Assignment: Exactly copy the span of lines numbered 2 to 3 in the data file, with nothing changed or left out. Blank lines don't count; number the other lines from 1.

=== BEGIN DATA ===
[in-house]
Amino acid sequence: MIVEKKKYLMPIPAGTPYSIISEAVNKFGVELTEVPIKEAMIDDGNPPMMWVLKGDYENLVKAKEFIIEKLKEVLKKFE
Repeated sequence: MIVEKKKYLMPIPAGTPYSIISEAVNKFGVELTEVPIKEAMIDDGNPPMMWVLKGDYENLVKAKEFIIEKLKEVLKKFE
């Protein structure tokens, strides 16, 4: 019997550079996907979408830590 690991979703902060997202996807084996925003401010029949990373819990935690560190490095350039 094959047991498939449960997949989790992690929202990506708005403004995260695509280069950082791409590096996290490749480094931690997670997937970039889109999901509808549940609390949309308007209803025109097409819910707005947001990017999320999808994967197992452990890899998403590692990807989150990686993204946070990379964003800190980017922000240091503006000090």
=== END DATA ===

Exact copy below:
Amino acid sequence: MIVEKKKYLMPIPAGTPYSIISEAVNKFGVELTEVPIKEAMIDDGNPPMMWVLKGDYENLVKAKEFIIEKLKEVLKKFE
Repeated sequence: MIVEKKKYLMPIPAGTPYSIISEAVNKFGVELTEVPIKEAMIDDGNPPMMWVLKGDYENLVKAKEFIIEKLKEVLKKFE